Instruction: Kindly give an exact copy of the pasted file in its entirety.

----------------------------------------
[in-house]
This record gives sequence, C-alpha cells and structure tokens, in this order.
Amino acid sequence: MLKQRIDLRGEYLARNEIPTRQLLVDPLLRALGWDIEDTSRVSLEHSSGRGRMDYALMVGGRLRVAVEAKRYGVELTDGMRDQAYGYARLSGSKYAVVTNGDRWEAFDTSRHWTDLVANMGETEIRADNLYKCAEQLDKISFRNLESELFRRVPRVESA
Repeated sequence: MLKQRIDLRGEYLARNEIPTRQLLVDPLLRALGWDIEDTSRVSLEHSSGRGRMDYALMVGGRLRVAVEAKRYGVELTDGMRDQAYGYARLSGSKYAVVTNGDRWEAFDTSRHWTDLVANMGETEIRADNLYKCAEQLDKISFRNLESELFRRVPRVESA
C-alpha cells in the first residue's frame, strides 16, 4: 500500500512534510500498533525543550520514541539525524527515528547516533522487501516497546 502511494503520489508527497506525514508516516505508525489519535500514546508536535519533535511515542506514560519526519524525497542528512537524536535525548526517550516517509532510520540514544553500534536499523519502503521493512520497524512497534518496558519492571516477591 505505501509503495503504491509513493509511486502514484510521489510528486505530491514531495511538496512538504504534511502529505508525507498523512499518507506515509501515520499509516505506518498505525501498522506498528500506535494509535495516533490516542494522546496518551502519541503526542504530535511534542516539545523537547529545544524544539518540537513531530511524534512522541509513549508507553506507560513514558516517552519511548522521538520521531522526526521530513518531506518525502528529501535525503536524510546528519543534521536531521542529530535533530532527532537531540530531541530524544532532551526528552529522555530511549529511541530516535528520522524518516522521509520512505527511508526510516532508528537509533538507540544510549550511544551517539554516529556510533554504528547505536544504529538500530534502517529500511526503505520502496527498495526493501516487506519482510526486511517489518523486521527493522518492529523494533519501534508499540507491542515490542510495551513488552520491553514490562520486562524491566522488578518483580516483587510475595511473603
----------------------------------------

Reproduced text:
[in-house]
This record gives sequence, C-alpha cells and structure tokens, in this order.
Amino acid sequence: MLKQRIDLRGEYLARNEIPTRQLLVDPLLRALGWDIEDTSRVSLEHSSGRGRMDYALMVGGRLRVAVEAKRYGVELTDGMRDQAYGYARLSGSKYAVVTNGDRWEAFDTSRHWTDLVANMGETEIRADNLYKCAEQLDKISFRNLESELFRRVPRVESA
Repeated sequence: MLKQRIDLRGEYLARNEIPTRQLLVDPLLRALGWDIEDTSRVSLEHSSGRGRMDYALMVGGRLRVAVEAKRYGVELTDGMRDQAYGYARLSGSKYAVVTNGDRWEAFDTSRHWTDLVANMGETEIRADNLYKCAEQLDKISFRNLESELFRRVPRVESA
C-alpha cells in the first residue's frame, strides 16, 4: 500500500512534510500498533525543550520514541539525524527515528547516533522487501516497546 502511494503520489508527497506525514508516516505508525489519535500514546508536535519533535511515542506514560519526519524525497542528512537524536535525548526517550516517509532510520540514544553500534536499523519502503521493512520497524512497534518496558519492571516477591 505505501509503495503504491509513493509511486502514484510521489510528486505530491514531495511538496512538504504534511502529505508525507498523512499518507506515509501515520499509516505506518498505525501498522506498528500506535494509535495516533490516542494522546496518551502519541503526542504530535511534542516539545523537547529545544524544539518540537513531530511524534512522541509513549508507553506507560513514558516517552519511548522521538520521531522526526521530513518531506518525502528529501535525503536524510546528519543534521536531521542529530535533530532527532537531540530531541530524544532532551526528552529522555530511549529511541530516535528520522524518516522521509520512505527511508526510516532508528537509533538507540544510549550511544551517539554516529556510533554504528547505536544504529538500530534502517529500511526503505520502496527498495526493501516487506519482510526486511517489518523486521527493522518492529523494533519501534508499540507491542515490542510495551513488552520491553514490562520486562524491566522488578518483580516483587510475595511473603